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Engine dies after gasoline fill-up

I have a 2006 Grand Caravan. For the last 6 months,after filling the gas tank, within 2-3 minutes my engine will die (while driving). After re-starting it will run fine until the next fillup. I moved from regular gas (BP) up to 93 octane (BP) which helped for a couple fillups but now it occurs even w/ 93 octane gas. Any ideas? John.

The octane has noting to do with it. Unless your owner’s manual calls for high octane, then don’t bother. In a few cases it can actually do damage.

My guess is that you are in the habit of topping off the tank when you fill it up. Right along with the octane rating, somewhere in the owner’s manual or on a sticker on the car somewhere, it likely warns you about topping off the tank. If that is the case, it may cast a few hundred. Good Luck

Thank you! I don’t normally top off, I just remove the filler when it clicks off. Is there an overflow or something on the filler tube that could cause a problem? Should I try not filling up to the automatic click-off? Thanks!

Hold on a second, my 04 Town and Country developed the same problem this past year and I don’t overfill the gas tank. At first I though it was water in the tank so I put some drying agent in the tank but that didn’t work. After almost every fill up before I go less than 1/8 of a mile the car will shutter and tries to or does stall. I found that by applying more gas I can power through it and the problem is gone until the next fill up

i have a 2005 dodge magnum. it is doing the exact same thing. we dont over fill either…but it continues to stall after we fill up…what did you do and did any of it work??

If it were my car, I would locate and disconnect the evaporative system purge line which will prevent refueling vapors from being dumped into you engine. But it’s not my car and others will be aghast at this suggestion. Also, disconnecting the purge line might make the CEL come on…

Well “aghast” might be an overstatement in this case. You’ve said worse Caddyman. But as a diagnostic step it is a fine idea in this case. As a permanent thing - well I don’t need to say that I think very differently about emissions controls. They are a really good idea - even if they create more parts that need attention at times.

Out of curiosity, what are you thinking whenever you see those dingy brownish-yellow hazes of smog hanging over major cities? And, on top of that, what are you thinking when you know it was far worse back in the 60s/early 70s? I just can’t see taking it as lightly as you do. (Not to hijack a thread or anything).

To those having problems: the evaporative emission system captures gas fumes and feeds them to the engine to be burned rather than venting them to the atmosphere. If something goes wrong - like liquid gas getting into the lines - it can mess with how the engine runs. The thing about hitting the gas to “power through” the problem makes sense there since hitting the “gas” on today’s cars is actually hitting the “air” - opening the throttle to let more air in. If you do have too much fuel, the stumble/stall is from too much fuel. One remedy is more air.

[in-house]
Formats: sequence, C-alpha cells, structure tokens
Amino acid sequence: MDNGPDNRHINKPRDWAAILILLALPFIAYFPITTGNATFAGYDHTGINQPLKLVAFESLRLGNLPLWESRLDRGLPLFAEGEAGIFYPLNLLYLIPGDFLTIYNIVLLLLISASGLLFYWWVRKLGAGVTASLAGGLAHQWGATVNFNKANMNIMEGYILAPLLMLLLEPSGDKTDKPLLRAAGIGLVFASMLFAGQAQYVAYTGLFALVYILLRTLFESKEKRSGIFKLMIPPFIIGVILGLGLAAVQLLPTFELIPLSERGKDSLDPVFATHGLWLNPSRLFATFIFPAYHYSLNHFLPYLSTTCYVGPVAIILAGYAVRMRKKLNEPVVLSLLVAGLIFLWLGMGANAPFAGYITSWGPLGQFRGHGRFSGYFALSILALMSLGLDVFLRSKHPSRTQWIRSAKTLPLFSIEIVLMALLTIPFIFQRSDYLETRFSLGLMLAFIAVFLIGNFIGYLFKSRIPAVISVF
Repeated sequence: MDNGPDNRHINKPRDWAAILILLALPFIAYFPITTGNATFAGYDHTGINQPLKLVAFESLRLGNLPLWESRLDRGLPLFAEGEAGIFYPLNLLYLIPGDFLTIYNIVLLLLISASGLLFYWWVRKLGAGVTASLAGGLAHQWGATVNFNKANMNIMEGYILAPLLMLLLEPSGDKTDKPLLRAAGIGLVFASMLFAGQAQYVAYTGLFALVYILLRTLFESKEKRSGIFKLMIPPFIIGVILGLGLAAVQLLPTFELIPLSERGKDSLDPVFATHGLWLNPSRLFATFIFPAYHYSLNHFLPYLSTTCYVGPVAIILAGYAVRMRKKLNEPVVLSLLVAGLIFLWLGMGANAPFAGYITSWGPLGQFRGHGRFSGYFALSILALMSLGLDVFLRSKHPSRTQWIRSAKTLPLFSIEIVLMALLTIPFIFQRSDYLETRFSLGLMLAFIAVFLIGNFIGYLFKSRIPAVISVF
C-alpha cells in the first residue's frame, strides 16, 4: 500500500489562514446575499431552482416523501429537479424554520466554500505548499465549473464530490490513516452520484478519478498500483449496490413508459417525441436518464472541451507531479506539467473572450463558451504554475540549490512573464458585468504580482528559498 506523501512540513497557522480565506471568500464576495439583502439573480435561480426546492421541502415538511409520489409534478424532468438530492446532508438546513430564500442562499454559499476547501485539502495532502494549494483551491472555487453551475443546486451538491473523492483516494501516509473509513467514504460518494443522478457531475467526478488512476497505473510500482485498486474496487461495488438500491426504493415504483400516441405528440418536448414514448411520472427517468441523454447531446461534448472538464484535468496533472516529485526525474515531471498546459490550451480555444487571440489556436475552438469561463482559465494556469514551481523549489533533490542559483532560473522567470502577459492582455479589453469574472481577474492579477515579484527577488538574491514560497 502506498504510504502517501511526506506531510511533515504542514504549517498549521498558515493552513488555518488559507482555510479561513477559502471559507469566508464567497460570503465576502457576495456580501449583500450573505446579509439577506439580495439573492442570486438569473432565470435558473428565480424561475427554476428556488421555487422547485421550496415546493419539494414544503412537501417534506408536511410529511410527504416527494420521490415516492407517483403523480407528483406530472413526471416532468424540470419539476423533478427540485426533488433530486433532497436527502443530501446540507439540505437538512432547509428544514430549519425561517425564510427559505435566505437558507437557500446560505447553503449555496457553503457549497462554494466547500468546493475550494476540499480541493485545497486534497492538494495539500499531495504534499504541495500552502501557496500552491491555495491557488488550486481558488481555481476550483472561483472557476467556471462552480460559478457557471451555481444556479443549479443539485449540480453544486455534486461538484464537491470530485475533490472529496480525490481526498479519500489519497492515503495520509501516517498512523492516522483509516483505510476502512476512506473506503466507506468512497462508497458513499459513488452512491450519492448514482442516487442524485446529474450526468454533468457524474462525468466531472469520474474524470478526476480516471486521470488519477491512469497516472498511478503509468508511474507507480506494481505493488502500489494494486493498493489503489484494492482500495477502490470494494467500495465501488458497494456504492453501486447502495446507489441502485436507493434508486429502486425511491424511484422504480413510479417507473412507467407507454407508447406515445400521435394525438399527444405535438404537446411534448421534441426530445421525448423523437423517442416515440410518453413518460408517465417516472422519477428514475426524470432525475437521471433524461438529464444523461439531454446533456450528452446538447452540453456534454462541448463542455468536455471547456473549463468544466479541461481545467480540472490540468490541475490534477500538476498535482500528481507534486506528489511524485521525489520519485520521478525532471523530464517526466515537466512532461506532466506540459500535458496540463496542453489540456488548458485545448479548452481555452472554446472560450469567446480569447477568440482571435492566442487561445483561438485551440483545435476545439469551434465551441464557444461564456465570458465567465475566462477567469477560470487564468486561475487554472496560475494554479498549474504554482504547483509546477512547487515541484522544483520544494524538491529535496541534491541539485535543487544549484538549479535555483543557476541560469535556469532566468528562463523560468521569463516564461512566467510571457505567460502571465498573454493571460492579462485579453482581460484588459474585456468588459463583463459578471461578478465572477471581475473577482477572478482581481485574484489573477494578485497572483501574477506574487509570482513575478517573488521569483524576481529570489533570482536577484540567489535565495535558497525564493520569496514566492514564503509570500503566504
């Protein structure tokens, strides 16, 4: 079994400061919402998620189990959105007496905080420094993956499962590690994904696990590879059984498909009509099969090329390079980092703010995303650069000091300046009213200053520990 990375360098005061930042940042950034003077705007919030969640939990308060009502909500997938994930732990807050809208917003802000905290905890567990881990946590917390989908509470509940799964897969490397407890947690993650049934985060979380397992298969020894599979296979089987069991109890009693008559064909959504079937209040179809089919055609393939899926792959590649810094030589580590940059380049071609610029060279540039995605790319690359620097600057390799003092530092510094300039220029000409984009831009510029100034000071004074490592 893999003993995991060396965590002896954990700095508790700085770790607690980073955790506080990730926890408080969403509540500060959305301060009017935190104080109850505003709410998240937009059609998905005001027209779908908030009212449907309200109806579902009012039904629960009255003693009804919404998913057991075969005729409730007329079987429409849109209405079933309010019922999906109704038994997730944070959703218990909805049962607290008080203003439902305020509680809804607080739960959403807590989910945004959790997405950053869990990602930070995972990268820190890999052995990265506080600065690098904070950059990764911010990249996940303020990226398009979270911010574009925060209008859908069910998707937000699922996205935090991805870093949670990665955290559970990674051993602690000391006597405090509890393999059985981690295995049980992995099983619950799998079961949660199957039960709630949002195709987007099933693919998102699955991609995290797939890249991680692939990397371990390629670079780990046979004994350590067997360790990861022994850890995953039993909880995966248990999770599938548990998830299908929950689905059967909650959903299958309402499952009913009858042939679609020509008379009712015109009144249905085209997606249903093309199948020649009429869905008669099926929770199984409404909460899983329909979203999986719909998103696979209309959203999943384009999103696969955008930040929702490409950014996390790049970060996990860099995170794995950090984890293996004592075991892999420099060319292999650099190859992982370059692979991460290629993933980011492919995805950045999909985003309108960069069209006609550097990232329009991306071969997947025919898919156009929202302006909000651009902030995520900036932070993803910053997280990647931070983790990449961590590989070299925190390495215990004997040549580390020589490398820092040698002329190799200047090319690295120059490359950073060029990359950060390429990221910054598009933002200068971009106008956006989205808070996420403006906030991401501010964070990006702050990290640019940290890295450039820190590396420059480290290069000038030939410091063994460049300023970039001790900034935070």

Anyway, given that there is obviously some Chrysler theme going on here - I would search for “Technical Service Bulletins” (TSB) related to the Dodge/Chrysler evap systems. You can find titles online. For full text you may need a local library. You might also just call a dealer and ask.

Sounds like a problem with the evaporative emissions control system. Since parts of the system are used every time you start the car to deal with vapor from normal daytime heating in a parking lot etc, those parts – including the infamous carbon cannister – are probably OK. So the problem is probably something that is unique to the Onboard Vapor Recovery System which deals with vapor displaced out of the gas tank during fueling.

Conceptually, this should be something that your dealer should be qualified to handle. And maybe they are. It may be a problem that they see every now and then and know how to fix. But be warned that dealers are an expensive place to get work done, and they aren’t always all that competent. Maybe talk to them and see what they think. But do not let them go off on a parts hanging expedition if you can avoid it.

“Out of curiosity, what are you thinking whenever you see those dingy brownish-yellow hazes of smog hanging over major cities? And, on top of that, what are you thinking when you know it was far worse back in the 60s/early 70s? I just can’t see taking it as lightly as you do. (Not to hijack a thread or anything).”

What one person does to their car makes no difference in air quality. After the atmosphere has been pumped through 3.5 million car engines, it’s never the same again… Nobody knows what clean air is anymore…Allowing car dealers to clean out your checkbook because their poor designs don’t work right is almost as bad as yellow-brown air…

Do Union-Pacific locomotives have EGR valves? I don’t think so…

it would appear that they do have to adhere to emissions regulations.

http://www.dieselnet.com/standards/us/loco.php

Go to the full service aisle (i.e. get someone else to do the fueling for you) a couple times and see what happens.

These things typically are very well covered by TSB’s, any body have a look yet? I have found many helpful bits of info about filling/poor running issues from TSB’s.

“What one person does to their car makes no difference in air quality.”